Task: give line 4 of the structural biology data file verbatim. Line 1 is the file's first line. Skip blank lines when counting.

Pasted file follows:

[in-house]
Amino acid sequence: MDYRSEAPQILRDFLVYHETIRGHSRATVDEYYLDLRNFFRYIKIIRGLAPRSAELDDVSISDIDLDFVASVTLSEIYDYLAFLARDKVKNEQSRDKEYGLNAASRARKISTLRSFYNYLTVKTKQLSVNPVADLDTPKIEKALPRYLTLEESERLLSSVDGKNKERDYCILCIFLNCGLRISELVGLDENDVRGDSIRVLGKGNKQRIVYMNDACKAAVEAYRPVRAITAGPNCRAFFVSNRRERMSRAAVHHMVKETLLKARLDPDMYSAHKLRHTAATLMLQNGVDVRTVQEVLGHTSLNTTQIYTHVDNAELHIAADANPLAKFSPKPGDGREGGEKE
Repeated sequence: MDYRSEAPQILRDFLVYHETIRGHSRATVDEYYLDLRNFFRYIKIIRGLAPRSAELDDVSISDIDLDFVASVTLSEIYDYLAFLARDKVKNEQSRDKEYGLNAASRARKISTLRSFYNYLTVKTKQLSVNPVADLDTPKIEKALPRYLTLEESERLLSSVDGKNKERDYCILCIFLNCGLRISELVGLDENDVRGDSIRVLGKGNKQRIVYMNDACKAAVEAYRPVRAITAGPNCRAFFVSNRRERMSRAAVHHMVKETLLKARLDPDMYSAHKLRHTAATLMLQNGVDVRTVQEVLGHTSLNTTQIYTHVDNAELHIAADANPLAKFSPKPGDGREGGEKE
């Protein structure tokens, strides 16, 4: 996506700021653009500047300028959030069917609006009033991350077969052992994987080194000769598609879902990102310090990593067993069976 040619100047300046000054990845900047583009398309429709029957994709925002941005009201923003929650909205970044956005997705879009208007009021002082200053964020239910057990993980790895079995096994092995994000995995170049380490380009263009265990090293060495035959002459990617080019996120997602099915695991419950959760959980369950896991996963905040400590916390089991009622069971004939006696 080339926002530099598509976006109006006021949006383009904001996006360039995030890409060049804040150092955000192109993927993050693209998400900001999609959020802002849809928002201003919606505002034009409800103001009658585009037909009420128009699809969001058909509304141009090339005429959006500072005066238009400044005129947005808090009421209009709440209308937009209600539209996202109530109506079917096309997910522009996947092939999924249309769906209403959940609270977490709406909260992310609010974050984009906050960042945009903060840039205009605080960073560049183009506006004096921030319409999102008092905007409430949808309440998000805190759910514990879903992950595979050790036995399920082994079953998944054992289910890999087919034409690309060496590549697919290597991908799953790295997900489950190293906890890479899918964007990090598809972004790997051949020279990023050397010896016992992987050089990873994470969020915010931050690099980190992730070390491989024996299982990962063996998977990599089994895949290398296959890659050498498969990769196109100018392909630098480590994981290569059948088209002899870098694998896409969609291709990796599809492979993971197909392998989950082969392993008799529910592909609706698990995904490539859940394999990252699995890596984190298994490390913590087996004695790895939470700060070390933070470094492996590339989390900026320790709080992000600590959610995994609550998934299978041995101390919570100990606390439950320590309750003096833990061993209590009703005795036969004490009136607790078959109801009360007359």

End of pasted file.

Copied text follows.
């Protein structure tokens, strides 16, 4: 996506700021653009500047300028959030069917609006009033991350077969052992994987080194000769598609879902990102310090990593067993069976 040619100047300046000054990845900047583009398309429709029957994709925002941005009201923003929650909205970044956005997705879009208007009021002082200053964020239910057990993980790895079995096994092995994000995995170049380490380009263009265990090293060495035959002459990617080019996120997602099915695991419950959760959980369950896991996963905040400590916390089991009622069971004939006696 080339926002530099598509976006109006006021949006383009904001996006360039995030890409060049804040150092955000192109993927993050693209998400900001999609959020802002849809928002201003919606505002034009409800103001009658585009037909009420128009699809969001058909509304141009090339005429959006500072005066238009400044005129947005808090009421209009709440209308937009209600539209996202109530109506079917096309997910522009996947092939999924249309769906209403959940609270977490709406909260992310609010974050984009906050960042945009903060840039205009605080960073560049183009506006004096921030319409999102008092905007409430949808309440998000805190759910514990879903992950595979050790036995399920082994079953998944054992289910890999087919034409690309060496590549697919290597991908799953790295997900489950190293906890890479899918964007990090598809972004790997051949020279990023050397010896016992992987050089990873994470969020915010931050690099980190992730070390491989024996299982990962063996998977990599089994895949290398296959890659050498498969990769196109100018392909630098480590994981290569059948088209002899870098694998896409969609291709990796599809492979993971197909392998989950082969392993008799529910592909609706698990995904490539859940394999990252699995890596984190298994490390913590087996004695790895939470700060070390933070470094492996590339989390900026320790709080992000600590959610995994609550998934299978041995101390919570100990606390439950320590309750003096833990061993209590009703005795036969004490009136607790078959109801009360007359």